Personally I think that Jesus’ public discussion is extraordinarily interesting. According to the Pharisees, Moses commanded divorce, but Jesus rejects their interpretation of the mosaic law and, instead, says that Moses allowed it and designed strict procedures for it to protect the vulnerable woman from exploitation. Previously, women would have been abandoned and thrown out of the house like useless objects. Jesus prefers to talk about permission given to men to divorce their women humanly and under certain conditions, and at the same time wishes to reaffirm that the original meaning of marriage has to be found in Genesis, which expresses God’s original intention. In a non-idealistic but certainly humane way, Jesus affirms the importance of marriage.
That said I recall Nino Manfredi, a famous Italian comedian, saying in the ’60 -when there was a huge Catholic campaign for the abolition of the law on divorce-: ‘I’m in favour of the indissolubility of the successful marriage and against the indissolubility of the failed marriage, because divorce is better than ongoing cheating or domestic violence or even murder.’ Interestingly, the comedian was a happily married man with two children so his opinion was above any suspicion.
Now nobody likes to be called cruel, unfeeling, unforgiving and exclusive, and being called names while affirming the importance and value of marriage for life. That said, affirming its value and meaning for our society and for the church, it does not mean undermining the drama and tragedy of broken relationships and, the ‘Church of England also recognizes that some marriages sadly do fail and, if this should happen, it seeks to be available for all involved.’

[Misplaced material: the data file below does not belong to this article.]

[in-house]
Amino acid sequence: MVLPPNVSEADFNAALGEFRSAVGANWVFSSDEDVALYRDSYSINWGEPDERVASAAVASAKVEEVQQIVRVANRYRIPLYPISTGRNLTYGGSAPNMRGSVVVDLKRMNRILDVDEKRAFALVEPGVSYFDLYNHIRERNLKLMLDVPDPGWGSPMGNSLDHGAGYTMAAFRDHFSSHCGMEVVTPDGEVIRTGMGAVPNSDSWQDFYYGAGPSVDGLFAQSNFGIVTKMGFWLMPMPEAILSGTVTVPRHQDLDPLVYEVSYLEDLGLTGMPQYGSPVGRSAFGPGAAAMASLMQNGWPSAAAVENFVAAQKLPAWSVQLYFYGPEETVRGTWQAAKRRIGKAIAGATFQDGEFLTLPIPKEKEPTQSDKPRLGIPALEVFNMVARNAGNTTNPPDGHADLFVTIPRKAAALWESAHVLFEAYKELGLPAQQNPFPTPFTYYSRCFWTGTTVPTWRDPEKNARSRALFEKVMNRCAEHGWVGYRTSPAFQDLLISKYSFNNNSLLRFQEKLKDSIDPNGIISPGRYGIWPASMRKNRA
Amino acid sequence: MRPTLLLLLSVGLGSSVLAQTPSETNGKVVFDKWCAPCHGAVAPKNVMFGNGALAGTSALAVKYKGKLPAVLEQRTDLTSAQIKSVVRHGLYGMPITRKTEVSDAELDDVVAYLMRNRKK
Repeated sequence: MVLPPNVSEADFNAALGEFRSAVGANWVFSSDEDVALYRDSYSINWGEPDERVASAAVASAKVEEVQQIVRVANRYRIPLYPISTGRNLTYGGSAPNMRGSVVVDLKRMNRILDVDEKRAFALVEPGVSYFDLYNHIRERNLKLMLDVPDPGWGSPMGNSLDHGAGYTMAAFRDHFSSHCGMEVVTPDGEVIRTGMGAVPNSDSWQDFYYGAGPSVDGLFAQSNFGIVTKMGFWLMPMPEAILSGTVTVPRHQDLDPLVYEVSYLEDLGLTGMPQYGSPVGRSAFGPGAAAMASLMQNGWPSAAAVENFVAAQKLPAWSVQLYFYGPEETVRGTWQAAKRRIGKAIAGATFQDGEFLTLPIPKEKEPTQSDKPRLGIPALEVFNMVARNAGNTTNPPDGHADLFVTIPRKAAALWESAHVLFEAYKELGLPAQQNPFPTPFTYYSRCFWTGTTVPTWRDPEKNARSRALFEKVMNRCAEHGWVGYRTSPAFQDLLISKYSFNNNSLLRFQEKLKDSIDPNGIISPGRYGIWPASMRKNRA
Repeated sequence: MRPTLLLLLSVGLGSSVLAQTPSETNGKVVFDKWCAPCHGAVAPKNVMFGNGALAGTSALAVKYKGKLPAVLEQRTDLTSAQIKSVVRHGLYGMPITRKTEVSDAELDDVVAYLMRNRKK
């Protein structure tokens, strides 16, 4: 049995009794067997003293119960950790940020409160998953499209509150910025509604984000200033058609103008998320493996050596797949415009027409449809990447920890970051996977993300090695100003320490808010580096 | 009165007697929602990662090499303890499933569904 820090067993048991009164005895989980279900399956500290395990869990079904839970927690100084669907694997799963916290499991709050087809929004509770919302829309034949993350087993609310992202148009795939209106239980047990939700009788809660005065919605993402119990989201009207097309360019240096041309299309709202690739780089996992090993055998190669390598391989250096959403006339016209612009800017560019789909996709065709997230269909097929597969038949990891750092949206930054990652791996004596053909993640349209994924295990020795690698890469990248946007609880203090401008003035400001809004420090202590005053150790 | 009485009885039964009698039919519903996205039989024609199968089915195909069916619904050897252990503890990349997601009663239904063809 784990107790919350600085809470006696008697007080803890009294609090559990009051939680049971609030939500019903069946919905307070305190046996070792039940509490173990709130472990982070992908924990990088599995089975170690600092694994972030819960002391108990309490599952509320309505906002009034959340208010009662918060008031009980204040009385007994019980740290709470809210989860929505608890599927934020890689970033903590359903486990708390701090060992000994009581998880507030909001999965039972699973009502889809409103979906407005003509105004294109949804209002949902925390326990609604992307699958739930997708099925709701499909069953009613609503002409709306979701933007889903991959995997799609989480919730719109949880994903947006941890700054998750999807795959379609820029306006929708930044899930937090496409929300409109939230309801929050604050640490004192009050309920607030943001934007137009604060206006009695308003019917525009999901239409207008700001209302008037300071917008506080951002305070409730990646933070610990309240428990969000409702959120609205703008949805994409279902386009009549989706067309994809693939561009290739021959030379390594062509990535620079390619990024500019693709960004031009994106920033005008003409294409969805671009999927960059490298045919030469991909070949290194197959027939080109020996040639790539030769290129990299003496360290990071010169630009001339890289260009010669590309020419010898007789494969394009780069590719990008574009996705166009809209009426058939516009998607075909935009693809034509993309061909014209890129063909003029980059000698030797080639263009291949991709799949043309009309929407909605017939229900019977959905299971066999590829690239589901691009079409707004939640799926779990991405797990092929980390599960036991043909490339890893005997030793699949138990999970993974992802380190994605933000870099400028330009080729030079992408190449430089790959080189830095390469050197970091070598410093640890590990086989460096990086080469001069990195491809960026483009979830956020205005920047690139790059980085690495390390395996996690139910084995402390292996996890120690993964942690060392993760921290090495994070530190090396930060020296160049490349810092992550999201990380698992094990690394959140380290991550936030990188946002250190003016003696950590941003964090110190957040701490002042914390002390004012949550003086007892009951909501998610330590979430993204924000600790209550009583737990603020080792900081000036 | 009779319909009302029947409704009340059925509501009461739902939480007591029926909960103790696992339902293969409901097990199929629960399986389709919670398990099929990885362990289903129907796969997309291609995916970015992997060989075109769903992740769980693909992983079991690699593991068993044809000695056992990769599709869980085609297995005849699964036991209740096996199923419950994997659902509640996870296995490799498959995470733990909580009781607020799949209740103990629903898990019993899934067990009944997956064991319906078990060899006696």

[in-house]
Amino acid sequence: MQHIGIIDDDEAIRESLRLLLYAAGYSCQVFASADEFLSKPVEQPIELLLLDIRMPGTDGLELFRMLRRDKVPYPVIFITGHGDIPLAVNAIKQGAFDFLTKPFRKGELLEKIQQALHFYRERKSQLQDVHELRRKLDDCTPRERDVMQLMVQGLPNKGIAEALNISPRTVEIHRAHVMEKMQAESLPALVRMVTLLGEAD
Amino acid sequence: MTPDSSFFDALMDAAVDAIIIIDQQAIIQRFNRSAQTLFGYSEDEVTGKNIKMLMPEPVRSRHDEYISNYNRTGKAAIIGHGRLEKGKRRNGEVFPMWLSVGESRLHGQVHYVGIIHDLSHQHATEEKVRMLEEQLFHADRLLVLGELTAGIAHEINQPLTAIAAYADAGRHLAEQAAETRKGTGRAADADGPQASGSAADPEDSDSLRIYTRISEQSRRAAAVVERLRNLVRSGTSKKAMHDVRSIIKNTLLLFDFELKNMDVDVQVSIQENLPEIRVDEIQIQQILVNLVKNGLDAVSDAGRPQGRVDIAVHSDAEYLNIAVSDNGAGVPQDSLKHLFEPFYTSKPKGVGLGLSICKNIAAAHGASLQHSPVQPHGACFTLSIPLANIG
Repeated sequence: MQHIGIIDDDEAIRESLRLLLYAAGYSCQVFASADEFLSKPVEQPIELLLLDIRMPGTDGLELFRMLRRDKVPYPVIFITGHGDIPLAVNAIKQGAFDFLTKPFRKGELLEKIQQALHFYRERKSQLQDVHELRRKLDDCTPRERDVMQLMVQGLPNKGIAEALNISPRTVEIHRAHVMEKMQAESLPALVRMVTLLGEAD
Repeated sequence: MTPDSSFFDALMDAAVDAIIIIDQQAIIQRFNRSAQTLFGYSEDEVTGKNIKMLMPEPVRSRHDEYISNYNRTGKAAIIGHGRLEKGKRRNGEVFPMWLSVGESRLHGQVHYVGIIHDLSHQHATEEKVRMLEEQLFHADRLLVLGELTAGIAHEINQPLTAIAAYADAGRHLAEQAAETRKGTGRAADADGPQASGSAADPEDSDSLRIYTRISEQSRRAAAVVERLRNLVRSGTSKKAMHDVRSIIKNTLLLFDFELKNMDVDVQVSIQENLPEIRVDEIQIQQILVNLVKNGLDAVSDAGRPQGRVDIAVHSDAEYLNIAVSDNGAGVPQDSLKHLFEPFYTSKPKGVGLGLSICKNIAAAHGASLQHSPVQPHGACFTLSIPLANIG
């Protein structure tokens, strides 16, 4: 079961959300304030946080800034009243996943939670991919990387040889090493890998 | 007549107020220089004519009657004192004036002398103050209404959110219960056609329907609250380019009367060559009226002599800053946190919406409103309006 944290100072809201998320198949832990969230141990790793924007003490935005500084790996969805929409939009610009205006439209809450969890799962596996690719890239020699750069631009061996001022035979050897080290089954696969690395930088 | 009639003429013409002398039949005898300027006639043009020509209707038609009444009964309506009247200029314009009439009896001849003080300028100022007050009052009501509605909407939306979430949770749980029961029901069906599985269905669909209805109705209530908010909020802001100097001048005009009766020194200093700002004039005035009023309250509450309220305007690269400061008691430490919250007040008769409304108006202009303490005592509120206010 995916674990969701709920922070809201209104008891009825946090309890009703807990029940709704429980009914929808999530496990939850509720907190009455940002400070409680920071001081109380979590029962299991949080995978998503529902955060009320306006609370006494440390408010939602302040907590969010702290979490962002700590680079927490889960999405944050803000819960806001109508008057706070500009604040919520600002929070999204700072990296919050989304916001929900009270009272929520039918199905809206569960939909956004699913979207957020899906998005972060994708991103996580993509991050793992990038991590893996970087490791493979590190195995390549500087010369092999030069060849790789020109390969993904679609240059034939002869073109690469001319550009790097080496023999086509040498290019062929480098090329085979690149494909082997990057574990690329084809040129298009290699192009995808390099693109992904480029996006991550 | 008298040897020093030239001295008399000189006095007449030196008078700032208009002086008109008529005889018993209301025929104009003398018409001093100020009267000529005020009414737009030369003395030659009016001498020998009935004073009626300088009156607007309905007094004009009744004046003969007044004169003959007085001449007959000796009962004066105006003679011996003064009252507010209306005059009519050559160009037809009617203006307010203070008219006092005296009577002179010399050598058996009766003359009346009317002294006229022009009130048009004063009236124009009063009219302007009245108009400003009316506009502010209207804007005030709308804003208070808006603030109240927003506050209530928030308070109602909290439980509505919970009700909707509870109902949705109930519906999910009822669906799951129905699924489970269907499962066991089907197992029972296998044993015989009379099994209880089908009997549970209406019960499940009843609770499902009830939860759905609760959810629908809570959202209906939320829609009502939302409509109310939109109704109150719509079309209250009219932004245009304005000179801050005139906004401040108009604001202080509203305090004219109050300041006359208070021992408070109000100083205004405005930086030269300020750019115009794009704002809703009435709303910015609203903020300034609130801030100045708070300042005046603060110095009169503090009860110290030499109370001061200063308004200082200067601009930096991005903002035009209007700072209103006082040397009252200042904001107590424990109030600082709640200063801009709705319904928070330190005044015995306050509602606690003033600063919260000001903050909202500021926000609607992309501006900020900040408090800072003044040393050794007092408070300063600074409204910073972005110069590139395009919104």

At the same time, we don’t have to forget that the story does not end with the debate on divorce, but with people bringing children to Jesus for him to touch them. In fact, this finale is doorway to a new perspective for our spiritual journey and Christian life.
Interestingly, the disciples want to send them away because they are distracting Jesus from more important matters, but Jesus tells them off.
‘Let the children come to me! Don’t stop them! The kingdom of God belong to people like that’, he says. Fascinating! With this he is forcefully establishing two fundamental principles of the Christian faith: inclusivity and hospitality. And he goes even further by making the children the symbol of this loving community he wishes to see realised among his disciples: a community that puts the most vulnerable ones at the centre of its ministry. We all know that marriage break-ups can devastate children, even grown-up children, with long lasting ill effects, and it is also true that victims of broken marriages, especially women, are vulnerable ones we should look after and empower. Jesus does not seem to preferring ones against the others, but rather showing us the need to be deeply humane and Christian at the same time. The challenge is set before us every time a friend, a family member, a neighbour goes through the painful and dramatic experience of divorce. The Gospel does not tell us to make it a matter of principle to defend no matter what, but rather to find creative ways of loving and caring firstly and foremost for the most vulnerable ones.